LimeSDR FPGA "hello world"

I am interested in learning about FPGA’s and would like to use the Cyclone IV on my LimeSDR to do so. Ultimately I want to decoed GPS (time, if not location fix) on a FPGA.

I saw the thread “LimeSDR for embedded use” and @Zero posted about using LimeUtil to flash the FPGA over USB, or using Quartus (presumably with JTAG? or can you use USB with Quartus?)

Anyways I was wondering if someone has or could share a “hello world” (toggle lights on the board or something) using the FPGA on the LimeSDR while retaining its RF functionality?



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You have two possibilities to flash FPGA on LimeSDR-USB board:

  1. Using LimeSuiteGUI or LimeUtil;
  2. Using Altera Byte Blaster programmer which is USB ↔ JTAG adapter.

I don’t believe there is something like that. I would suggest to try re-compile FPGA gateware provided. Then upload it and check if everything is working again. Then you may try to blink LED. I can help you with this.


Before decoding GPS signal there is a lot to learn about Verilog, half-adders and stuff. The great book on this topic I would recommend - Digital Design and Computer Architecture.

If you never programmed FPGAs before you may consider to start experimenting with a bit cheaper devices first. I personally would recommend Lattice iCEstick board. It costs about 30$ (depending on where you buy it) and there are tutorials and example projects for this board on The best thing about this particular board is that there are completely free and open source development tools for it (yosys, arachne, icestorm).

The Lime FPGA source is VHDL, not Verilog (except the top level, which for some reason is Altera schematic blocks - which I haven’t seen since ~Quartus 5.0).

And IMO the Lime FPGA is not a good place to play and learn - it’s quite complex, and anyone not already familiar with the Altera tools, and VHDL, and FPGAs in general is going to have trouble following what’s going on.

A small FPGA dev board (as afiskon above recommends) is a better approach for starting out.

Nice tip @afiskon however, they are back-ordered 26 weeks, and shipping is $45

It is more convenient to see quite complex structure as a schematic instead of digging into VHDL or Verilog :slight_smile:

@gerryk I personally bought my iCEstick on AliExpress. There are still offers available ( example ) - 36$ and free shipping worldwide. There are also other ICE40HX1K based boards (on eBay as well), not iCEsticks and a little more expensive but should work as well.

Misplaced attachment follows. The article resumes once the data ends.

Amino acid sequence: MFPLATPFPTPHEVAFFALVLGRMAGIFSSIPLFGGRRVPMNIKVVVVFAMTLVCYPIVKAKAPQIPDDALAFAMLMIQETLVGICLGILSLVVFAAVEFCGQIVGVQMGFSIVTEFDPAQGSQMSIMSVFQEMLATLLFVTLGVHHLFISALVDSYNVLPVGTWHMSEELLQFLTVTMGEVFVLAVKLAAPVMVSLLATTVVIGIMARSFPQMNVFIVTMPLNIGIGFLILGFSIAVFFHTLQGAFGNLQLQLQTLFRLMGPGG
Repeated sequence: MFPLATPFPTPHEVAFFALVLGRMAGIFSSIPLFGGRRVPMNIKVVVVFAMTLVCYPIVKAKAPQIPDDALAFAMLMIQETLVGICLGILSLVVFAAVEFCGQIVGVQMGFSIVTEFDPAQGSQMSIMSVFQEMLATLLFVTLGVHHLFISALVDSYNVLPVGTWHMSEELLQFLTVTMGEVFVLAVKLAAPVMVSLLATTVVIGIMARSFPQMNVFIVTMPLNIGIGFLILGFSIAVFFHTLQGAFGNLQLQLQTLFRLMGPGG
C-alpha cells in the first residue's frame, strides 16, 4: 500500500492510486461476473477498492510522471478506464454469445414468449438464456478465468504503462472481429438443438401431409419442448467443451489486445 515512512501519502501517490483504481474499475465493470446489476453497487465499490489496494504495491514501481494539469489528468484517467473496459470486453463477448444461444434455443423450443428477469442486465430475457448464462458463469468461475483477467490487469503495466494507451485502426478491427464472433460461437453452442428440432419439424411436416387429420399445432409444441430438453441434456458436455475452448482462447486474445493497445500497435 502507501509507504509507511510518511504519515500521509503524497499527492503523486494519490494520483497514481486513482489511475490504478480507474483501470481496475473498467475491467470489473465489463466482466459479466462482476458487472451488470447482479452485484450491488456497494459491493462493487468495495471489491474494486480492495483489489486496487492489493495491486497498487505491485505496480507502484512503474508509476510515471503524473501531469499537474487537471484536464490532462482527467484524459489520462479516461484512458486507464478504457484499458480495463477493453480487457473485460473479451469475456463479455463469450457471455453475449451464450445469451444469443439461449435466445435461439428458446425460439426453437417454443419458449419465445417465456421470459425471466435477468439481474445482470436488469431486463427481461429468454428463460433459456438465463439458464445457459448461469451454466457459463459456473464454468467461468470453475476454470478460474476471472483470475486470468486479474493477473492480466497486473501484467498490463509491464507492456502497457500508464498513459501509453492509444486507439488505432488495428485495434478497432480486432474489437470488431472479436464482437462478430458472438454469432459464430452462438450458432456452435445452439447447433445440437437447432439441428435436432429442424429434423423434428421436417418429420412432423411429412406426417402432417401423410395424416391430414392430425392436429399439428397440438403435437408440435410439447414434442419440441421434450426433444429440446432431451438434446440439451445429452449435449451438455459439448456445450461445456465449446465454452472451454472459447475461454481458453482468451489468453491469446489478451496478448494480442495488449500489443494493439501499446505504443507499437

UPD: also is worth checking.

myStorm is a nice board, but not sure what the current situation is with regards sales.

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Farnell also have them… no stock until November, but shipping is free.

See also: (requires a programmer)

And: (more expensive, but nice build and can be programmed via the attached Pi)

Thanks @andrewback I am following up on the Blackice board. It has the higher end ICE40 - 3.5K LEs, and an ARM CPU, onboard i2c and spi processors and a bunch of RAM.
Not bad for €40

I would go with this one:

Or look at Terasic web site, there are more nice boards.

I’d like one of those… as a born-again student I can take advantage of academic pricing too

Thanks all. I was trying to get away with using the hardware I had on had as opposed to buying a development kit to learn but I can see the value in that. I’d like to focus on signal processing so it makes sense to me to use a board that had meaningful signals already connected to it :slight_smile: .

@zack I will start with recompiling firmware and seeing if I can tweak it. If there isn’t a hello world, with a bit of help to do so, I’d be happy to document/publish it.

@afiskon Thanks for the book recommendation.

For FPGA playtime, I just got a “Snickerdoodle” board that’s got a Zynq ARM/FPGA device on it. It wasn’t terribly expensive and i’m looking forward to playing with it. I would agree that the kind of middleware involved in the LimeSDR probably isn’t the best place to start tinkering as a beginner. I considered doing exactly the same thing until a more knowledgeable person pointed me to a cheap dev board and suggested I play there for a bit and learn to understand how VHDL works before delving into a large established codebase.


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